I wish a happy and safe holiday season to all of you and your families!
A key value of the ACOI is the part of our mission that supports Osteopathic Internal Medicine. We get it. The ACOI fulfills this mission mainly through you, our members. The core of the mission is attainable only by what you collectively do every day in your clinical lives as osteopathic internal medicine physicians. We are stronger together, especially as we transform the ACOI from a residency quality and accrediting association to a professional services organization that espouses osteopathic internal medicine values. You do not have to be an osteopathic physician to practice Osteopathic Internal Medicine (OIM). The ACOI is internists first and foremost, whether our interests are ambulatory, hospital or subspecialty-based. We are all in on treating the whole patient during personal/professional interactions. This has been “inSTILLed” in us during our training. It has been and remains a huge asset.
The style and content of osteopathic education has been expanded and perpetuated by the ACOI over the last 76 years. There is a strong and organized heart to our patient care philosophy and training, but it is at risk if we do not stand strongly for its future. The American Board of Internal Medicine (ABIM) is a huge internal medicine certifying body that I believe to be a large contributor to the demoralization and inappropriate vision of a physician class as an aggregate. The ABIM is no friend of Osteopathic Internal Medicine as its recent policy affecting program director certification confirms. The ACOI will do our utmost to stand strong for our Osteopathic Internal Medicine Program Directors and their osteopathic certification. The ACOI Board of Directors is working to maintain a voice for our OIM traditions, which in large part have been made possible by strong, talented program directors and the membership.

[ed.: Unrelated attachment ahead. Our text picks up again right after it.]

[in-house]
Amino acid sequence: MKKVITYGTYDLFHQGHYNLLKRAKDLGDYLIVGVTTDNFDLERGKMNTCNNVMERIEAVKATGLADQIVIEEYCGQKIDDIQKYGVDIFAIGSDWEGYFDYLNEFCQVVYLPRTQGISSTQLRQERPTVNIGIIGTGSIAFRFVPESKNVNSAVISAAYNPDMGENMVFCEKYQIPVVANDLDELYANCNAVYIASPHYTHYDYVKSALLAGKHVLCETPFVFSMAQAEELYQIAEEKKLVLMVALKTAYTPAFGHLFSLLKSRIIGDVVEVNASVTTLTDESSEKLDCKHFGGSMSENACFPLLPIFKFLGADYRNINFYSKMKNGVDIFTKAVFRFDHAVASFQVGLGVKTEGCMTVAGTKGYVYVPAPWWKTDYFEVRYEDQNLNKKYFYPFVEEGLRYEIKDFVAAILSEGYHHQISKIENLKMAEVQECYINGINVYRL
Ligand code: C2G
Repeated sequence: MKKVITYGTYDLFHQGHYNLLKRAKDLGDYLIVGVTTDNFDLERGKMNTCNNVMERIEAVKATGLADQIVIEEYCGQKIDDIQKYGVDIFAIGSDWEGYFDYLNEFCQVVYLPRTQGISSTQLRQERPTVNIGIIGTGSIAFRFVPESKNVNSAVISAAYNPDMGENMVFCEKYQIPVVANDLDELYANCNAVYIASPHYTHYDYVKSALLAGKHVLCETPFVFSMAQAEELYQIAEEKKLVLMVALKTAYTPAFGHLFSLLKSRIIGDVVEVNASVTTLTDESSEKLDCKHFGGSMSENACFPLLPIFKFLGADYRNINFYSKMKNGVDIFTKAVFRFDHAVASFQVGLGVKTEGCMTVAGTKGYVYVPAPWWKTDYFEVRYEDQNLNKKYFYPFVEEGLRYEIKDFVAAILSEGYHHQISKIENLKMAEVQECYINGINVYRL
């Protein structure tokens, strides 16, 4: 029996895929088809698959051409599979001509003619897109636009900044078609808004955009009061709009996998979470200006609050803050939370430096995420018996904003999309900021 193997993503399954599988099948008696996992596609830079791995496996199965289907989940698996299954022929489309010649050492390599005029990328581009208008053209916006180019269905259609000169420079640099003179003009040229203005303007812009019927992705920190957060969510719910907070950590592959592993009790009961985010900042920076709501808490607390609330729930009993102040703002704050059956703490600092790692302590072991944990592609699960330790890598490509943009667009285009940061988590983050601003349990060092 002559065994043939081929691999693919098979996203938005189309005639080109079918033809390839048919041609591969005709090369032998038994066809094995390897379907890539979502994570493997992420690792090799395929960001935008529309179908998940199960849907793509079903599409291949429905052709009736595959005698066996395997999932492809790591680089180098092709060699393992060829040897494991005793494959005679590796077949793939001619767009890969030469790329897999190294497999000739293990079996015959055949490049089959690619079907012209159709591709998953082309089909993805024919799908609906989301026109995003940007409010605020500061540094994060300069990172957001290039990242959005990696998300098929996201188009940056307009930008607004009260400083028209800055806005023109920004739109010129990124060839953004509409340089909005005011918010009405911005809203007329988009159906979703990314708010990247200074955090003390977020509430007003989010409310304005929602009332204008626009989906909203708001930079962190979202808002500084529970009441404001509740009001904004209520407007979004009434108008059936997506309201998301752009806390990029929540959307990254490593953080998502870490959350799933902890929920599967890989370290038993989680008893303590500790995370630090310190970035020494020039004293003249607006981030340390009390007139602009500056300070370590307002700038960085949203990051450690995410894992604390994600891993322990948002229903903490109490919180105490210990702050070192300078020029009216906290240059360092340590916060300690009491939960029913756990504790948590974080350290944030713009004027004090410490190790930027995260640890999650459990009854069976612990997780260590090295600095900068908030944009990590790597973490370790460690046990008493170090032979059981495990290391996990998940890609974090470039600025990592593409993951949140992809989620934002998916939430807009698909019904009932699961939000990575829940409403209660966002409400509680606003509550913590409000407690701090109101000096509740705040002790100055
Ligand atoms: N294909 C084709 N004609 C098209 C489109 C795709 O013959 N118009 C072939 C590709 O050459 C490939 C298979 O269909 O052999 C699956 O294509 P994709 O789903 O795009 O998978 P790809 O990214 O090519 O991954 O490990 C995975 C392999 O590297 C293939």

Osteopathic physicians are not historically conformists and this has been and remains a huge asset. But the profession can be conformist at times as the recent AOA re-certification (OCC) process proves. It has been modeled closely on the maintenance of certification process adopted by our MD brethren. Historically, the ACOI has had a strong, arm’s-length partnership with AOBIM. Our role has been to craft the residency training requirements and curriculum and work with the AOBIM to assure that the certifying examinations test to the requirements. The ACOI does not, and never has, overseen the AOBIM. The AOBIM has been, and continues to be, part of the AOA. We work with the AOA and AOBIM for the benefit of our members and training programs. This long-standing relationship has been valuable to our members, who constitute 75% of the certified AOBIM Diplomates today.
Despite our strong relations, the re-certifying process still doesn’t feel right. In my own case, I recently completed two high stakes examinations (Cardiology and Electrophysiology) for the third time. My first re-certs didn’t bother me as much as the recent ones. I’m older now and was the oldest tester in the center by 20 years, and I realized that there exists no other profession in the world that will make a doctor with 30 years of experience take a multiple choice test. The reasons that they do not are too many to elaborate on here.